The Legions of Hell are usually portrayed as enemies of God, the Council of Angels, and everything that is good and true. Their existence is a bad thing for almost everybody; when they come out of Hell, they're doing it to break things and make the world a worse place. And, you know, corrupting people into evil and tormenting damned souls is usually a pretty nasty thing to do.
But sometimes, the demons are that way for a reason, and they're doing it with the express approval of the Big Guy Upstairs. They still torture and corrupt people, but the corruption and torture are portrayed as serving a necessary function in the grand scheme of things. When they attempt to corrupt humans, they're doing it as a way of testing humanity's faith, morality or both. When they torment the souls of the damned, it's because the damned deserve punishment and someone has to deliver it. In other words, they're basically a divine law-enforcement agency, laying down punishment on those who break the law.
This trope is Older Than Feudalism, and in fact predates the current conception of Satan serving as God's enemy. In the Hebrew Bible, Satan or Sammael was in fact an angel, whose duty was to test man and attempt to lead him into evil, as well as to destroy humans at God's command; in the transition to Christianity, the Devil morphed into a rebel against God and a being of pure evil.
A common subversion, or perhaps deconstruction, occurs when this trope is how the cosmos is supposed to work, but due to corruption, apathy, or a simple breakdown in communication, Heaven and Hell are in an adversarial relationship, to the detriment of a properly-functioning cosmos. Sometimes, the plot will even revolve around finding out what has gone wrong and fixing the situation.
This trope can overlap with Dark Is Not Evil, but not always. Sometimes Blue-and-Orange Morality is in play, sometimes God Is Evil, and sometimes, just serving a divine purpose doesn't exempt demons from being sadistic jerks. If God and Satan are specifically working together, it's God-Karting with Beelzebub if it's not Teeth-Clenched Teamwork.
No relation to Hells Angels.
- In the Sistine Chapel's altar painting, the infernal Charon is seen beating the damned into Hell in accordance with Christ's last judgement. This role comes straight out of Classical Mythology, but it fits awkwardly into Michelangelo Buonarroti's Christian cosmology, where demons are all rebels against God.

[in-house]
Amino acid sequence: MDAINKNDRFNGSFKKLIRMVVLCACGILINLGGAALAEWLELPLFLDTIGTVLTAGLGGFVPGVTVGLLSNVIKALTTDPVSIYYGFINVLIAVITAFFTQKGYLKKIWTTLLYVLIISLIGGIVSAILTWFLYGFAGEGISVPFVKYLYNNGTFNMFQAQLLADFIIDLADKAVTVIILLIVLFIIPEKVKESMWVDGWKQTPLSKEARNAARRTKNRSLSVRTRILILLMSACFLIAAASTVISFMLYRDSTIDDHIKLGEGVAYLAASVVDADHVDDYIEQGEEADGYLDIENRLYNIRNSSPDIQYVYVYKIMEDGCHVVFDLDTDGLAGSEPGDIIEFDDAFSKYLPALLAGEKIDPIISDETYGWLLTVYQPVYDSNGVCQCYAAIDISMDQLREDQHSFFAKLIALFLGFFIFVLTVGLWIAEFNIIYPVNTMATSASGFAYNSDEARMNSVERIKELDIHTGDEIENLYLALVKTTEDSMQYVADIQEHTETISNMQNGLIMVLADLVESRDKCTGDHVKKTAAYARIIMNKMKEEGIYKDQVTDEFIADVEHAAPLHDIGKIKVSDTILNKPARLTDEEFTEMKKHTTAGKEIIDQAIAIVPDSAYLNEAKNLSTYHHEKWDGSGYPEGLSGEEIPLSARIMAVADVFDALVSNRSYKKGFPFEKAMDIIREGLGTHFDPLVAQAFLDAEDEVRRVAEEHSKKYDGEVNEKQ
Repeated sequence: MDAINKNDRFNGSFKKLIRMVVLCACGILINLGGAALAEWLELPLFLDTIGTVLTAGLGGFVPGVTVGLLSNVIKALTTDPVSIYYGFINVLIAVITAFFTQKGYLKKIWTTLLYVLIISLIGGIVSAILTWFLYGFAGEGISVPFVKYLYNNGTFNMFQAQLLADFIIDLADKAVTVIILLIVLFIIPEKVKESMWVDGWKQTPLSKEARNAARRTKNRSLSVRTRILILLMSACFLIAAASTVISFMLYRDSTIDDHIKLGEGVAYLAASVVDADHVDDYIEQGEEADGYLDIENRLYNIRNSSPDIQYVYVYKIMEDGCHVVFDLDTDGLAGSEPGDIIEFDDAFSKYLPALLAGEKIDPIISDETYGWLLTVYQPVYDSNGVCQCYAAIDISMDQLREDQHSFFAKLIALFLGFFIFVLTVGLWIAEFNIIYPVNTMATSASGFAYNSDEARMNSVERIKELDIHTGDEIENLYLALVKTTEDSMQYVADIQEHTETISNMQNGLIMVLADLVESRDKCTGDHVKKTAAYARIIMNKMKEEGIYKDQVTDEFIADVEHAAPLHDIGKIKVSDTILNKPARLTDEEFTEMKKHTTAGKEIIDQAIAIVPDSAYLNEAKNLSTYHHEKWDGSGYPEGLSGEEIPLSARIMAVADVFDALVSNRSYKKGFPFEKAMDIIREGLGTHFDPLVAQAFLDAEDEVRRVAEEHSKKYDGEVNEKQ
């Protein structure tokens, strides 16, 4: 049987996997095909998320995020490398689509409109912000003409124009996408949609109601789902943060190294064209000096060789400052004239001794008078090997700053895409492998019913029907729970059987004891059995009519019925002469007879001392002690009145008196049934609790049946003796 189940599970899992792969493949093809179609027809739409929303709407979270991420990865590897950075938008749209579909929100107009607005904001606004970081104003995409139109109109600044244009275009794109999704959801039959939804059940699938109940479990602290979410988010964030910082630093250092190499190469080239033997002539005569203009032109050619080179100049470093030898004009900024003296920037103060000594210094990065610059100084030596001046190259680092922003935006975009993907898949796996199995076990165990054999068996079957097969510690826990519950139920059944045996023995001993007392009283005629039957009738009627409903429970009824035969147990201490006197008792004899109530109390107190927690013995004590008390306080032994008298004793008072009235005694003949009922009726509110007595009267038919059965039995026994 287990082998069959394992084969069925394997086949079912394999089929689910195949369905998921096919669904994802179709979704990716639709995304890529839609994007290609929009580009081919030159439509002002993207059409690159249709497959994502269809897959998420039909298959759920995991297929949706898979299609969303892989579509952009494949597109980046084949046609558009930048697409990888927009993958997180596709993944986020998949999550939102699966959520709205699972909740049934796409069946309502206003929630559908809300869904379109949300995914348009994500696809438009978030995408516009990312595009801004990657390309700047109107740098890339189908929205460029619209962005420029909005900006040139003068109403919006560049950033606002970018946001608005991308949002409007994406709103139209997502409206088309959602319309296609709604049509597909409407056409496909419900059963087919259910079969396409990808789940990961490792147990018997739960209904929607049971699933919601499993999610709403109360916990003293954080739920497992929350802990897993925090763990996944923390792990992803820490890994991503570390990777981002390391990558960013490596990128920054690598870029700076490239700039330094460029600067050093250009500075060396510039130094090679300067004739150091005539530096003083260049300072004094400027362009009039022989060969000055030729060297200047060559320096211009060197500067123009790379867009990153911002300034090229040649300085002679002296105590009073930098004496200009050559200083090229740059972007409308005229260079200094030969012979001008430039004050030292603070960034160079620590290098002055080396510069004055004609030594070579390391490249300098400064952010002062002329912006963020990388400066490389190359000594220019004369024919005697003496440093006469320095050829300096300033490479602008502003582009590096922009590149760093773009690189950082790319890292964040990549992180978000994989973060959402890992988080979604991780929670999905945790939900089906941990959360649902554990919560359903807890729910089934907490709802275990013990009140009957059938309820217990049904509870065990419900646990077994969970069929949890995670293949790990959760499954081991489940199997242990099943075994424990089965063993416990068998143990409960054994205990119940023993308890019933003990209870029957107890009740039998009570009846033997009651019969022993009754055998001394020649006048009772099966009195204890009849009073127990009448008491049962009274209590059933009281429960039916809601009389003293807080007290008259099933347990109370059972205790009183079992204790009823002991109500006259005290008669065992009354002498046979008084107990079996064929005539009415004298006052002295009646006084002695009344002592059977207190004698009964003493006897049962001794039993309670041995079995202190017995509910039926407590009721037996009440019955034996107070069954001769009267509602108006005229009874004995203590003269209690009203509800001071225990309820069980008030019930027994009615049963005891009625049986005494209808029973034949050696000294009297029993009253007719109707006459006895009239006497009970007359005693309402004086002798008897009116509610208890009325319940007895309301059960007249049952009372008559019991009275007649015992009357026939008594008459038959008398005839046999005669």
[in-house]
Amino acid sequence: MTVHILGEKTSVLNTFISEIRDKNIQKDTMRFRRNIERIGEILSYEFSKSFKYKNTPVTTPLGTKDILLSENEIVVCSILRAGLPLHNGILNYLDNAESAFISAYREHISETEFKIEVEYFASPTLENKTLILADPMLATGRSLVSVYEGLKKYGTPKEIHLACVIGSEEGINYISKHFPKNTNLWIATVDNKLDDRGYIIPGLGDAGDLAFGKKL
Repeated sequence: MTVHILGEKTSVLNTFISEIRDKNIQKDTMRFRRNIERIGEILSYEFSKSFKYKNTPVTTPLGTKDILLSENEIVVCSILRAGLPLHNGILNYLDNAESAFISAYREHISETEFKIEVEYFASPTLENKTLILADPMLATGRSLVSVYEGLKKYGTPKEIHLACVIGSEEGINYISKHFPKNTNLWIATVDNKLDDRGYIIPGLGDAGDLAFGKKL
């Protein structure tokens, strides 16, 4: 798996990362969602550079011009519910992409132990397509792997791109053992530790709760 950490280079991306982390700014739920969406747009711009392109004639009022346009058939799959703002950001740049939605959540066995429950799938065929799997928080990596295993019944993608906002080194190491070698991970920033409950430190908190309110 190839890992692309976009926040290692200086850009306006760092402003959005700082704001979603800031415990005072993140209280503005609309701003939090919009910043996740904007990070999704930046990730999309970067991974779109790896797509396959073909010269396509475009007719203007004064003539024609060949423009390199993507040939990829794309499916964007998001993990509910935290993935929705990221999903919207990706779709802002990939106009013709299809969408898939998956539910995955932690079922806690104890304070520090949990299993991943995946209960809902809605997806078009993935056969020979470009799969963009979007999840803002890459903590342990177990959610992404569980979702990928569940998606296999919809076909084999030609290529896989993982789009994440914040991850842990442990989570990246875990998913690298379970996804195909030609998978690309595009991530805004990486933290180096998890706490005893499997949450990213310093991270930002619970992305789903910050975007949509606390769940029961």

- The Digimon Manticoremon is a mindless demonic beast with an obsession for consuming the Always Chaotic Evil Virus Digimon like itself. For this reason, it's often used as an attack dog by angelic Vaccine-type Digimon. It makes its first anime appearance in Digimon Ghost Game where it went rogue but its angel master Darcmon shows up at the last second to stop the heroes from killing it and bring it back under control.
- Angels of Hell (see "Myths & Religion") appear in a book of the The Sandman (1989) continuum, where Lucifer tires of running Hell and, to fill the void, God sends two righteous Holy Angels down to take over and ensure things are running properly. The two Angels, out of a combination of self-righteousness and Jerkassery, end up making Hell a never-before-seen place of pitiless and unmitigated horror and suffering, convinced this is necessary to fulfill God's will...
- Discussed in Immortal Hulk, which compares and contrasts this trope with its counterpart, the devil as adversary of Heaven — the difference between the accuser in Heaven's service who scours and tests mortals (as with Satan in the Book of Job) and the adversary who seeks to destroy what God has created.